Commission delays decision in dog bite case
By AMANDA HAMON
By AMANDA HAMON
A Lafayette man will receive additional time to consult an attorney before a city commission decides whether his two Rottweilers will be put down.
The two dogs, owned by Shaun Boyce, are being held at the Almost Home Humane Society following an incident in late June. That's when, city officials said, one of the dogs bit a 12-year-old boy who was riding a bicycle in the Boyces' neighborhood.
At a Wednesday hearing before the city's animal control commission, no action was taken.
"There's a due process procedure here, and he's requested (to consult with an attorney). I think it's his right," city attorney Ed Chosnek said.
The hearing was to decide the fate of Boyce's appeal of two tickets, issued June 23 because the dogs were running loose. The hearing also was to act on a recommendation that the dogs be euthanized.
Because Boyce asked to consult an attorney, and because he did not receive a formal notification of the euthanasia order, both decisions were postponed until July 22, Chosnek said.
The dogs in question are 4-year-olds named Nico and Dainjer. According to city code, any animals deemed dangerous by animal control officers or police can be impounded. If return of the animal to its owner would likely result in further code violations, the animal can be euthanized.
Orders to euthanize can be appealed to the animal control commission, which has final say.
Josh Klumpe, a Lafayette animal control officer, said the dogs have generated two bite reports in recent months. One was in May, when the dogs bit a neighbor's dog. The other followed the incident with the boy.
Boyce, who's owned the dogs since they were 6 months old, said the Rottweilers are treasured family pets. The incident with the neighbor's dog, Boyce said, occurred after his son's girlfriend accidentally let the dogs out of their backyard pen.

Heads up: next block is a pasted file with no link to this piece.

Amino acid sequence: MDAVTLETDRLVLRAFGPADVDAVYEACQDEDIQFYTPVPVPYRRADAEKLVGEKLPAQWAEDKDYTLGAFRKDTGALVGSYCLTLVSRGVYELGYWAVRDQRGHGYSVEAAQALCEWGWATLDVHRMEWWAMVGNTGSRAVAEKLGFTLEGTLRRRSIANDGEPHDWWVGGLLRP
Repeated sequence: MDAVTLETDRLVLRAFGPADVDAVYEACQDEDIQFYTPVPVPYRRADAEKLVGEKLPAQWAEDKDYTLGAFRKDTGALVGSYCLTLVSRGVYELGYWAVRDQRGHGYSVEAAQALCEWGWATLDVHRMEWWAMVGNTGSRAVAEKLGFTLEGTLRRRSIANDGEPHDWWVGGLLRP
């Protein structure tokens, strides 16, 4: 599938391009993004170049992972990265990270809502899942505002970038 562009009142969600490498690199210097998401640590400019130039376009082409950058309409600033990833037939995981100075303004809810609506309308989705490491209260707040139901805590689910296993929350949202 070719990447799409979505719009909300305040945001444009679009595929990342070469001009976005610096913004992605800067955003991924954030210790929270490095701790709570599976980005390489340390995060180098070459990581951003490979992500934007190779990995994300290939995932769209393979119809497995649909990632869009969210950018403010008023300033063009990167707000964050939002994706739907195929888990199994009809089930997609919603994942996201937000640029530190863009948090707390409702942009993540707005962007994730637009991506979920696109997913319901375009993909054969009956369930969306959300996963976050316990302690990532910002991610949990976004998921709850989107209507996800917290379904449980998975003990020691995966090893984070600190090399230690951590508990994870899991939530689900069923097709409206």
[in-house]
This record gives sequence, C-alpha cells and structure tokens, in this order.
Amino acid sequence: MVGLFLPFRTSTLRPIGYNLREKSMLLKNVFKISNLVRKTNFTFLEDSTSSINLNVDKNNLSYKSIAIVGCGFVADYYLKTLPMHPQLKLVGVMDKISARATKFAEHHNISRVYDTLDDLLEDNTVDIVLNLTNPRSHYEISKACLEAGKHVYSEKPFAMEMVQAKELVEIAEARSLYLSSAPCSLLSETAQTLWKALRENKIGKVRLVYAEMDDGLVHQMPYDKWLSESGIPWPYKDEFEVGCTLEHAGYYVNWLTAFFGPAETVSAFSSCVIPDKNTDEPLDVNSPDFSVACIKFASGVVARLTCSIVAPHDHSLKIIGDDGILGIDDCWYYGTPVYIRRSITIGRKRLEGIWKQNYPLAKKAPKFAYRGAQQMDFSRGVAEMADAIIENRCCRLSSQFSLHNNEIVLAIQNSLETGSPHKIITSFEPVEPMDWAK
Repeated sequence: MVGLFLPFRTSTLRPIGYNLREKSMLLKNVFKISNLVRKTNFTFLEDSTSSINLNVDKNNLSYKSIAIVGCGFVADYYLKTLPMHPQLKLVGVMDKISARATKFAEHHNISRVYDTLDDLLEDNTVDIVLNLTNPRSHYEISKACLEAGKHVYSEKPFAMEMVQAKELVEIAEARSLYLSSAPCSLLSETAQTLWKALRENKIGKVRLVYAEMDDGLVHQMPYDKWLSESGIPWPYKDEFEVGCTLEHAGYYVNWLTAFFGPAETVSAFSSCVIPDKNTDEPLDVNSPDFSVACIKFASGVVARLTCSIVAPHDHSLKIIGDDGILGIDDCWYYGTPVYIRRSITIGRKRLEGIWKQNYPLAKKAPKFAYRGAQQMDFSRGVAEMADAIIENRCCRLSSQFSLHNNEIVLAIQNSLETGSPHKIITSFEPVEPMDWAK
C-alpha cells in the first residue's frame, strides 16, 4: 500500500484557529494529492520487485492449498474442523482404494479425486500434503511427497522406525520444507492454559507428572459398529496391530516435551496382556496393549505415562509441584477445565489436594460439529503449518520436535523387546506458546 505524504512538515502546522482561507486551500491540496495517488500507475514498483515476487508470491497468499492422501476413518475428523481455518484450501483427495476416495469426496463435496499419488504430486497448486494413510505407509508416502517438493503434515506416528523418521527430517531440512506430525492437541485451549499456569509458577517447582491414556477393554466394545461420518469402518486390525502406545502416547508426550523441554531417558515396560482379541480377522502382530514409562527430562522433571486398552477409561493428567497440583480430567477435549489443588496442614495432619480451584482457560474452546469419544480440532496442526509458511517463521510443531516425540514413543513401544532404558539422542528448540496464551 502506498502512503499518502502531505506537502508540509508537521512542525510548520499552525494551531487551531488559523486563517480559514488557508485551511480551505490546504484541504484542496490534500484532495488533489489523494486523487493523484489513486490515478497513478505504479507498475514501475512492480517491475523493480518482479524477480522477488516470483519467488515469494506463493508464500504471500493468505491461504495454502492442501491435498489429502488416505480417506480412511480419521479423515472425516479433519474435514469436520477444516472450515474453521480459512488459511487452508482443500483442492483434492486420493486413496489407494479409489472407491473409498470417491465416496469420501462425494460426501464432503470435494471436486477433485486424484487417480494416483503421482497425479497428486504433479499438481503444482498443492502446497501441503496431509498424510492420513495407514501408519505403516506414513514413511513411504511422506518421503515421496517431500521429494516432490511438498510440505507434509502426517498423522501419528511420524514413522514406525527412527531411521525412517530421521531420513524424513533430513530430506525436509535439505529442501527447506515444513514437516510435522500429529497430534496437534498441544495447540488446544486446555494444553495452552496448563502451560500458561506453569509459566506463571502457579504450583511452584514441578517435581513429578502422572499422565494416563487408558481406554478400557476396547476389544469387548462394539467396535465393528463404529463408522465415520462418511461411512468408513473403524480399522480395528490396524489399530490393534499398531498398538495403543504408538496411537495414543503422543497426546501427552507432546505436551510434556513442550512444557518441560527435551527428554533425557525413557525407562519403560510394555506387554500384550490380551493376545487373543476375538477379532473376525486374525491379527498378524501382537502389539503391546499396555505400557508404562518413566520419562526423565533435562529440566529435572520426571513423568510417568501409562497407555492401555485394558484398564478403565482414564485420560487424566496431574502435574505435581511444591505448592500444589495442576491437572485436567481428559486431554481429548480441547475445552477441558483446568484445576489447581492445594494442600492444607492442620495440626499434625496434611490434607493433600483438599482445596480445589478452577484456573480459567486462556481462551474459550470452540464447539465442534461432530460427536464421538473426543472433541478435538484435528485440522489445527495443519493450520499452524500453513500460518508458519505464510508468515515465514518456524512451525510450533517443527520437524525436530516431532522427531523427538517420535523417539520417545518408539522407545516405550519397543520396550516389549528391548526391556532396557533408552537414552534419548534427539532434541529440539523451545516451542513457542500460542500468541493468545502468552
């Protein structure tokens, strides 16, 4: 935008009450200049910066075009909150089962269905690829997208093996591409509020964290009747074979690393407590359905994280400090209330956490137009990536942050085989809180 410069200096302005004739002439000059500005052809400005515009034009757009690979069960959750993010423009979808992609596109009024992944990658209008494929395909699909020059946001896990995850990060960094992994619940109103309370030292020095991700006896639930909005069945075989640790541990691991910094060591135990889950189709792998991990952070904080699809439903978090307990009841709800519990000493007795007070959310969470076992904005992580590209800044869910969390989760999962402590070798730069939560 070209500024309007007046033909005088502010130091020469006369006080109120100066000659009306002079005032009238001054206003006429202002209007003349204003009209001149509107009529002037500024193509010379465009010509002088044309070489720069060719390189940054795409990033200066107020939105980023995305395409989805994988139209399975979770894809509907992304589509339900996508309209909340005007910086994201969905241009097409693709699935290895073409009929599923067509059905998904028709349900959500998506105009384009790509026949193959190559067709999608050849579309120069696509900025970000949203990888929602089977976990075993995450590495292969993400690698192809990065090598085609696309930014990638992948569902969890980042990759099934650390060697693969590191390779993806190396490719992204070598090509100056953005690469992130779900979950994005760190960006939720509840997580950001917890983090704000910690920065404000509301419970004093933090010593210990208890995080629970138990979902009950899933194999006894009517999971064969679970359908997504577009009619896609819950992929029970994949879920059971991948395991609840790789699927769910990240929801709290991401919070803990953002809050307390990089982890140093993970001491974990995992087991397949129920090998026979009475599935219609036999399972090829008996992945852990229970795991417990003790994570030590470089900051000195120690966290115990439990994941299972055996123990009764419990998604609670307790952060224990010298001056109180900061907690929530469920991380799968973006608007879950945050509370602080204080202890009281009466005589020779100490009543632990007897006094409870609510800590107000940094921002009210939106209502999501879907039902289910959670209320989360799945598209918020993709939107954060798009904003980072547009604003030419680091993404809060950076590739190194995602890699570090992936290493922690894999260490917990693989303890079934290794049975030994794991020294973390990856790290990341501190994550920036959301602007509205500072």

The incident with the boy occurred, he said, after Boyce's brother -- against whom they have a restraining order -- let the dogs out without their knowledge.
In an attempt to keep their dogs, the Boyces said they plan to move July 15 to a rental home where the animals will be allowed inside. Their current residence does not allow that.
Boyce and a family friend said the dogs are not dangerous.
"These are like my kids. It would be like killing my son, way I look at it," Boyce said.
The hearing was attended by several residents, including Amber Drerup, whose son, Davey, was bitten in the leg. Davey, who was not taken to the hospital, still has a bruise, his mother said.
Drerup said she thinks the dogs should be taken from the Boyces and, if not adoptable, euthanized.
The city's animal control commission will decide the outcome of the Boyce case at a hearing scheduled for 7 p.m. July 22 in Lafayette City Hall, 20 N. Sixth St.
It is unfortunate that the dogs were let out by someone that shouldn’t even be near the family. In the end, they were careless in allowing their dogs to get out regardless of who let them out of their pen. They should have taken the precautions to assure something like this wouldn’t happen after the first incident.